The nation heaved a collective sigh of relief this week after the 41 workers trapped in the Silkyara-Barkot tunnel in Uttarakhand were pulled out to safety one by one, 17 long and gruelling days after a section of the tunnel they were working on collapsed. The day-by-day rescue operations and the dangers for them through the 17 days led to Uttarakhand Chief Minister Pushkar Singh Dhami to declare that there would be a review of all the tunnel projects in the state as well as the load-bearing capacity of hill towns that dot the mountain state. This statement of intent has not come a day too soon.
Environmental Impact of Infrastructure Projects
If the tunnel collapse and breathless rescue operations lead to a comprehensive review, some good will have come out of the unfortunate accident. If this review, done thoroughly and honestly, leads to the conclusion that there is hardly an alternative to nature-based development, especially in geologically and ecologically sensitive terrains, then every agonising moment spent by the 41 workers down in the dark will have some meaning. It is time that the simple but powerful axiom which ecologists and locals have been articulating, not only in Uttarakhand but across India, that it is not possible to construct infrastructure projects on leaders’ whims or purely economic reasons without factoring in the natural local ecology of the region, becomes widely accepted as the only way forward in India. In simple terms, it is called nature-based planning.
Why, in a geologically diverse and ecologically rich terrain like India, nature-based planning and implementation of infrastructure projects is not already the de facto mode of economic development is a mystery. It took decades after independence for even the Environment Impact Assessment to be a mandatory part of a project proposal. Despite it being on paper, this critical aspect was often given short shrift in the way projects were planned and work on them begun; it was, more often than not, an after-thought or an appendix added to the project proposal at the end. Even this cursory acknowledgment that environmental factors matter a great deal in all economic development and project construction, that they can make or break a project and the region it is situated in, was deliberately overlooked in the last decade across India, especially in Uttarakhand among other states.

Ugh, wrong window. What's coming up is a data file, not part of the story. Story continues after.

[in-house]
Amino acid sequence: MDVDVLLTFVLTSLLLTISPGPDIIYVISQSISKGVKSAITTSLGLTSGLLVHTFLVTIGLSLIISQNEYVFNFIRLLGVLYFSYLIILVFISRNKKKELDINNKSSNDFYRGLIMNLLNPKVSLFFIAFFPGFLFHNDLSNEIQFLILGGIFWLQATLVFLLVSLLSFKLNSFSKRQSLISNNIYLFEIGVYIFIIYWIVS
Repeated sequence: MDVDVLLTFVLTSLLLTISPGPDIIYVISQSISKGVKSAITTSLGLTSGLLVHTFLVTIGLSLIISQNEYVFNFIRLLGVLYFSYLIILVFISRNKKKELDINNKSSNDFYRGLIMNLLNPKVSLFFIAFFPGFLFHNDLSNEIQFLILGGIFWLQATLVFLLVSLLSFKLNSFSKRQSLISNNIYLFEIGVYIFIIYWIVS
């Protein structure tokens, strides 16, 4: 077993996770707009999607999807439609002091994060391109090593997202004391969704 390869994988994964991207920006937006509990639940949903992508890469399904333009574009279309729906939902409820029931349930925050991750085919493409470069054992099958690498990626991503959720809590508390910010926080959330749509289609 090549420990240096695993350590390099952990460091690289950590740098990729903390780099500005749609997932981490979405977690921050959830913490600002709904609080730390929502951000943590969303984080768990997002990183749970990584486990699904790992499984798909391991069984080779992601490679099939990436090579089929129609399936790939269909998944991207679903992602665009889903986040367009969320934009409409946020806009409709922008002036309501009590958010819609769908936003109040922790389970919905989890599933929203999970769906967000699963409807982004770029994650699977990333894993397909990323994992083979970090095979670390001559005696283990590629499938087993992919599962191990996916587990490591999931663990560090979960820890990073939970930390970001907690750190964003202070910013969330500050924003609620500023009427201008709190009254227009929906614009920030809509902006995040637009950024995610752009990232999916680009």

The Char Dham road project in Uttarakhand is one that environmentalists and activists have warned about since day one of work; local residents along the hills have been living with and showing serious instances of land subsidence in the region, which many there aver, led to the tunnel collapse. The Uttarakhand region, not merely the state, is an ecologically diverse but fragile one calling for due care in any project undertaken. Yet, successive state governments pushed by the central government have gone headlong into mega projects along the hilly terrain that has forests, glaciers, a network of rivers and water springs. The Ganges, considered the holiest of rivers in India, originates in the hills here. Uttarakhand is also home to some of the holiest shrines and abodes of gods worshipped by scores of Hindus, and therefore, sees a large footfall of pilgrims every year.
Myth of Economy Versus Environment
There can be no disagreement that both tourists and locals need to be provided with the best of infrastructural services; the question is at what cost this has been done in the last few years and will be done in the near future. The cost of economic development and infrastructure construction cannot be – must not be – ecological destruction that leaves debris behind. The very articulation of economy versus environment is a false binary. There is no choice, there never was, between the two. If anything, climate change now shows this beyond doubt and also brings home the fact that mindless environmental damage will place a heavy price on people as well as their economies. The considered path always was to respect natural features and ecology of a region while planning and constructing projects there. In other words, nature-based planning. This should be the only way forward in India but a government tom-tomming the promise of a $5 trillion economy seems not to care. Environment is not an obstacle in the path of economic development; it is the reason human beings can live in what's called the web of life.